Grainy photos of a Walker County Jail trusty washing and detailing a county employee's van have touched off a flap and resulted in disciplinary measures.
A website critical of Sole Commissioner Bebe Heiskell published photos on March 15 of a county jail inmate scrubbing and vacuuming a van owned by Betty Keys, a county road department office employee whose duties include accounting work and answering calls.
The website alleges that Keys is Heiskell's campaign manager and that using an inmate to clean her van was unethical and possibly illegal.
"They don't know what the hell they're talking about," County Coordinator David Ashburn said Wednesday.
"She is not BeBe's campaign manager," Ashburn said, adding, "Does she support the commissioner? You bet. I do, too."
Ashburn said that after he saw the photo, taken at the Walker County road barn in Chickamauga, he asked Keys about it the first thing the next morning.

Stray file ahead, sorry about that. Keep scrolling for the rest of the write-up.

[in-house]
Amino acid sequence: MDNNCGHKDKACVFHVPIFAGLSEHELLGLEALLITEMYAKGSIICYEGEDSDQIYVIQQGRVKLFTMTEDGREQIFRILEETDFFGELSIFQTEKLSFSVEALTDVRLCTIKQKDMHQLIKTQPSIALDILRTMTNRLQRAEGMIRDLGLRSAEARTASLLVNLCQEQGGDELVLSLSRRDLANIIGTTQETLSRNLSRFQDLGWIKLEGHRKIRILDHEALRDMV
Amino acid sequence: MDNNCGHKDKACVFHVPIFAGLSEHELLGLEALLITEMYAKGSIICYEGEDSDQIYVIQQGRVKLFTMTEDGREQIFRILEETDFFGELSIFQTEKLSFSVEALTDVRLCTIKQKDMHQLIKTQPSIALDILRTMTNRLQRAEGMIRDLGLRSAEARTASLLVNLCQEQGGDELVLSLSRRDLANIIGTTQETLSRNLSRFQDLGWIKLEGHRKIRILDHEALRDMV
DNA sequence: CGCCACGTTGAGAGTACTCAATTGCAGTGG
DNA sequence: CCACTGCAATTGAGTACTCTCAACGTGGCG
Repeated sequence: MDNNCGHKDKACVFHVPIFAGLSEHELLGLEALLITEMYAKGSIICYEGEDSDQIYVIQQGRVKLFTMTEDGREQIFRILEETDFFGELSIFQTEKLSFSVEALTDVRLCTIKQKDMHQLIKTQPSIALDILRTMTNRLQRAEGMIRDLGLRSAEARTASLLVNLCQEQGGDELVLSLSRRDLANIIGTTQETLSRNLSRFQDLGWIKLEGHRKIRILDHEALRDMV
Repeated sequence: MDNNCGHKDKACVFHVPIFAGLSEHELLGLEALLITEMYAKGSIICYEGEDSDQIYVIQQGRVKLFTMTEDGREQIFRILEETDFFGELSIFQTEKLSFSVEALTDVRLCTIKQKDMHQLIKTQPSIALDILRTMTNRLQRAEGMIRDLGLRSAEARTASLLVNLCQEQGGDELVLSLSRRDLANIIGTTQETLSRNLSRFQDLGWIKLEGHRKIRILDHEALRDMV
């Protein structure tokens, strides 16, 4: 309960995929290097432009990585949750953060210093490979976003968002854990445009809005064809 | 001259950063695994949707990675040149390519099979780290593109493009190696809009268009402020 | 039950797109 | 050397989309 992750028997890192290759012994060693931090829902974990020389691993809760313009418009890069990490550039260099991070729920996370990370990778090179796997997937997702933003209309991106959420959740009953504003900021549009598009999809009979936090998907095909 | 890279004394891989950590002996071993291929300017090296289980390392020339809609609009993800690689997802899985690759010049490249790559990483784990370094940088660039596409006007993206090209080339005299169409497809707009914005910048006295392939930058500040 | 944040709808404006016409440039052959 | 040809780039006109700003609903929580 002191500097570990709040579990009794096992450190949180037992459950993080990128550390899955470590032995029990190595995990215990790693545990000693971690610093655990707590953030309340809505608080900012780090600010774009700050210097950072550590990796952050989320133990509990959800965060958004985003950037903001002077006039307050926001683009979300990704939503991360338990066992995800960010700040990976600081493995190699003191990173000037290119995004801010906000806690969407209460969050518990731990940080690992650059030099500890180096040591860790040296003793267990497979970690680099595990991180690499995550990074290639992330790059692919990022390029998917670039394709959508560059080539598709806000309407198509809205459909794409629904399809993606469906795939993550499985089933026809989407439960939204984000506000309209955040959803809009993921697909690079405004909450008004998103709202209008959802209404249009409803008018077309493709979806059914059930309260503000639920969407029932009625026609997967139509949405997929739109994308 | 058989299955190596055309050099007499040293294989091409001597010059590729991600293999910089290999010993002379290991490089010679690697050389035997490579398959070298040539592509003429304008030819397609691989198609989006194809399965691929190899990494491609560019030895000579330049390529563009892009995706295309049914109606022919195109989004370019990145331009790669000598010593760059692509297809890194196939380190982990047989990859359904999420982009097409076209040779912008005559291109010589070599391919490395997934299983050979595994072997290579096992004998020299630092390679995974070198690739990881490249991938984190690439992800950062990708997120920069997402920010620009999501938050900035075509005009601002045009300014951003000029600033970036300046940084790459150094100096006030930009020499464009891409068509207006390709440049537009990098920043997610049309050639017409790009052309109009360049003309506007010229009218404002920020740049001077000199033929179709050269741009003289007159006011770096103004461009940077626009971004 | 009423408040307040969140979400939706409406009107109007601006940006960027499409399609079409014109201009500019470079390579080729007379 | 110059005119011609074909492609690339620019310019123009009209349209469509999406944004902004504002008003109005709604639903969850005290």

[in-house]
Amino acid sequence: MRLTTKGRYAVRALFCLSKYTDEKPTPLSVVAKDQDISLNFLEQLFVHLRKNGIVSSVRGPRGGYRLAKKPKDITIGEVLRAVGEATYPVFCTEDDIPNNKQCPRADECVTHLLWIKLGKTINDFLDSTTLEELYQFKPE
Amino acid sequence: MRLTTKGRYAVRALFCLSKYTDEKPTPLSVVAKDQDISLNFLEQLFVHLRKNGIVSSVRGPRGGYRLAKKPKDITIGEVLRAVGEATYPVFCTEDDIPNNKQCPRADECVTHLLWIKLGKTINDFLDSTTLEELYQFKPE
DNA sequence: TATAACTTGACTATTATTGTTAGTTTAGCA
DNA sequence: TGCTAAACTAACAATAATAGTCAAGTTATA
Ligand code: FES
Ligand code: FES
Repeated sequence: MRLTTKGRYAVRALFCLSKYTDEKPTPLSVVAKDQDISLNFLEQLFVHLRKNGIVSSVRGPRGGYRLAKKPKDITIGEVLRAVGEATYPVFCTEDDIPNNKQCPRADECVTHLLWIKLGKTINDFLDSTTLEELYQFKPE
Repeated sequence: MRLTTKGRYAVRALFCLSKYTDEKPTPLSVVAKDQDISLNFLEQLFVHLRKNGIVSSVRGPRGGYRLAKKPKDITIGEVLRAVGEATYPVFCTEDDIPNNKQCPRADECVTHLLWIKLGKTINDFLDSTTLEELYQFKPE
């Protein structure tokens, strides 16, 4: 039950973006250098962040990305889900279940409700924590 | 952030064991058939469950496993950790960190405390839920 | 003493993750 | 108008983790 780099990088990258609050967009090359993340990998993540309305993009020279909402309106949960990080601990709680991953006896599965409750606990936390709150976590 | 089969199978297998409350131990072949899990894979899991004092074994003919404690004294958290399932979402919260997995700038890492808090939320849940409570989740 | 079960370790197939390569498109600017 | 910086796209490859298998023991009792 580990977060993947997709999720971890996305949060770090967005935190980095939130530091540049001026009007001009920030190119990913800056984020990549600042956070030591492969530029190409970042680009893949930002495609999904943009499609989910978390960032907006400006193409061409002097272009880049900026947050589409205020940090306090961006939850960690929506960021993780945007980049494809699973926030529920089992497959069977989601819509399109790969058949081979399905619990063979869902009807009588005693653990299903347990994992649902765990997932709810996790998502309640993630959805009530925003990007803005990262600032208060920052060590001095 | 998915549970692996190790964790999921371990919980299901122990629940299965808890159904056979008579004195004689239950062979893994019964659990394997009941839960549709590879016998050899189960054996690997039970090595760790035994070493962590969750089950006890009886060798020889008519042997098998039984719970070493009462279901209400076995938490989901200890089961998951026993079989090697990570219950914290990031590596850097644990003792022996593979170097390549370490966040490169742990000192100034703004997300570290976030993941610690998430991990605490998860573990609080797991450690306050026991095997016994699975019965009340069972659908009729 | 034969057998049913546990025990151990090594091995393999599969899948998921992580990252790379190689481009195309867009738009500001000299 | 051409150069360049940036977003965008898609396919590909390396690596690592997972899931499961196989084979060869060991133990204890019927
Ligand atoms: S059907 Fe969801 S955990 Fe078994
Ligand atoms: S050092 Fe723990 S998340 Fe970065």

"She said, 'I did it,'" Ashburn said.
The trusty works two days a week at the road department and didn't have anything to do when Keys suggested that he wash her van.
"Hey, I'm bored. Can I do something?" is what Ashburn said the trusty asked Keys, to which she replied, "If you want to wash my car, you can."
"She had a moment of bad judgment," he said of Keys.
In Keys' defense, Ashburn said she regularly uses her van to drive to restaurants to buy lunch for jail trustys without being reimbursed for the cost of gasoline. The trustys' meals are paid for out of petty cash, he noted.
Keys has worked for 12 years for the county, never had received a written reprimand and often goes the extra mile -- including driving to work on snow days so she can field residents' calls at the road department, Ashburn said.
County Attorney Don Oliver said, "She's been disciplined quite heavily for the minor offense that it was," though he would not specify what discipline was administered.
"We treat that as a personnel matter," he said.
Walker County Sheriff Steve Wilson said Wednesday, "Buzz Franklin, the district attorney, has made the decision that it does not rise to the level of a criminal act."
"We send out several work crews each day, and the agencies that participate have to sign and acknowledge they know the rules of what inmates can do and can't do," Wilson said. "I don't recall an incident where one's washed a vehicle before."